Some coding bootcamps also offer payment plans, deferred tuition, or income-share agreements.
How Much Do Bootcamp Graduates Earn?
To consider whether it is worth attending a coding bootcamp, you may also need to know how much you can make as a developer being a bootcamp graduate.
From their first job post bootcamp, the average grad earns a generous $69,079 starting salary. Even more promisingly though, on average they earn an impressive $80,943 in their second role and then further increase this figure to reach a whopping sum of $99,229 in their third employment, according to Course Report.
Studies reveal that coding bootcamp alumni typically receive a salary boost of 51% more than their previous job, on average.
When it comes to income, college graduates are initially expected to outearn bootcamp grads by roughly $3,000 – $5,000 on average. However, this salary gap begins to diminish over time.
Are Coding Bootcamps Worth It?
Coding bootcamps are an excellent way to get a fast-track computer science education and quickly enter the lucrative tech market.
They charge a considerable amount in tuition; however, the monetary returns are most often very well worth the investment.
Coding bootcamps are especially convenient for career changers and those who need to acquire necessary skills to get a profitable job in a prompt manner.
Are coding bootcamps worth it? Absolutely yes. However, you need to understand that in order for them to pay off in a form of a job offer, you need to study intensively, work hard on your resume and coding portfolio, and practice your interview skills.
If you do all of the above, do coding bootcamps get you jobs? You bet! It will still take patience and persistence, as entry-level developer jobs are known to take some time to fruit. Usually, you have to file around 100 job applications to get a handful of interviews and only a couple of offers.
However, it is doable and the returns are worth it! So do your best, don’t give up and you will surely find success as a bootcamp graduate.
What Are the Alternatives to Coding Bootcamps?
If you are not sure whether a coding bootcamp is the right choice for you, we would like to present you some alternative options for acquiring programming education.
The most popular alternatives to a coding bootcamp include:
- Associate’s degree
- Accelerated Computer Science degree
- Bachelor’s degree in Computer Science
- Master’s degree for non-CS majors (for career changers)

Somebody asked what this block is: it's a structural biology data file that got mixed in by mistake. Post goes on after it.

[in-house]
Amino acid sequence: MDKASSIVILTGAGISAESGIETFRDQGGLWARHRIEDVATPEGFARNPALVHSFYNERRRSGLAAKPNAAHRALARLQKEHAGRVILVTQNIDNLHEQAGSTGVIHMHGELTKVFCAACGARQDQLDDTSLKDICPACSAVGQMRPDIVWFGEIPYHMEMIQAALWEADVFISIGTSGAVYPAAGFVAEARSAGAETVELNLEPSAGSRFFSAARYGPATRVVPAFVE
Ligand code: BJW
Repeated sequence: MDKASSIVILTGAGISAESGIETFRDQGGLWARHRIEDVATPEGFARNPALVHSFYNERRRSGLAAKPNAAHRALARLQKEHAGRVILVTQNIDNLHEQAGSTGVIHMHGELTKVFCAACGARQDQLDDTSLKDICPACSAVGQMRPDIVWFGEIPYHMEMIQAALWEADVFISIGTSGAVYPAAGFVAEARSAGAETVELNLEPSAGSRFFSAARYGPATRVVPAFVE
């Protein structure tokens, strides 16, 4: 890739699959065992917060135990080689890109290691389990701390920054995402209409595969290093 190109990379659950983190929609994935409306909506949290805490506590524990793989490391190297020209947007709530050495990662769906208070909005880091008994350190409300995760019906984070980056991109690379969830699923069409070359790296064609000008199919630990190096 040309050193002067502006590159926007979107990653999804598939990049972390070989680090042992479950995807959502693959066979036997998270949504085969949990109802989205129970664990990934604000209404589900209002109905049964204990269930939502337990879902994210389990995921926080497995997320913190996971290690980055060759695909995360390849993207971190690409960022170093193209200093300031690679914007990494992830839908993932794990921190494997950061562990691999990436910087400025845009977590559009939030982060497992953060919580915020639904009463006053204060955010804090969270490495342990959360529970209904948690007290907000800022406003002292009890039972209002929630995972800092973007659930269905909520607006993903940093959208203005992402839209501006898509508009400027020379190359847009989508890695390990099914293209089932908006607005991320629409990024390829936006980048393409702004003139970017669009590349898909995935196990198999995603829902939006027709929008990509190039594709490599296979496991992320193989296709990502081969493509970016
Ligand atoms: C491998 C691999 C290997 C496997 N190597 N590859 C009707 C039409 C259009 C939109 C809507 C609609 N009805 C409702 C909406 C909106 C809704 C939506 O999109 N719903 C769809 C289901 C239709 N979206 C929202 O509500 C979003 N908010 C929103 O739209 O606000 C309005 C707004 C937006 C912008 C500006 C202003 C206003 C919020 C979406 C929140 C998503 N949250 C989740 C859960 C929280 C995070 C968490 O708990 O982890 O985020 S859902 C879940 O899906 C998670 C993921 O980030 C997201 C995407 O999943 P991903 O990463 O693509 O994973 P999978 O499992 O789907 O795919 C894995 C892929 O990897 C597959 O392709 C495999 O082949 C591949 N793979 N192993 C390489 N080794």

If you are uncertain whether you should attend a coding bootcamp or get a university degree, we suggest reading our article “Coding Bootcamp or Computer Science degree: which route should I take?” for a detailed comparison of the two options.
Coding bootcamps do have a statistically significant impact on employment for their graduates.
According to the CIRR report, approximately 80% of graduates from coding bootcamps reported being employed in a job requiring the skills learned during their program within six months of graduation.
While this statistic is encouraging, it is important to do research and understand the employment outcomes of specific bootcamps before enrolling.
Factors such as school accreditation, student outcomes data, tuition fees, and program length should all be taken into consideration.
Ultimately, do coding bootcamps get you jobs? It appears the answer is yes.
It’s important to do your research and choose a coding bootcamp that fits your needs and offers the best job prospects. With the right program and dedication, coding bootcamps can provide a valuable foundation for your career in tech. Good luck!
Elmar Mammadov is a software developer, tech startup founder, and computer science career specialist. He is the founder of CS Careerline and a true career changer who has previously pursued careers in medicine and neuroscience.
Due to his interest in programming and years of past personal experience in coding, he decided to break into the tech industry by attending a Master’s in Computer Science for career changers at University of Pennsylvania. Elmar passionately writes and coaches about breaking into the tech industry and computer science in general.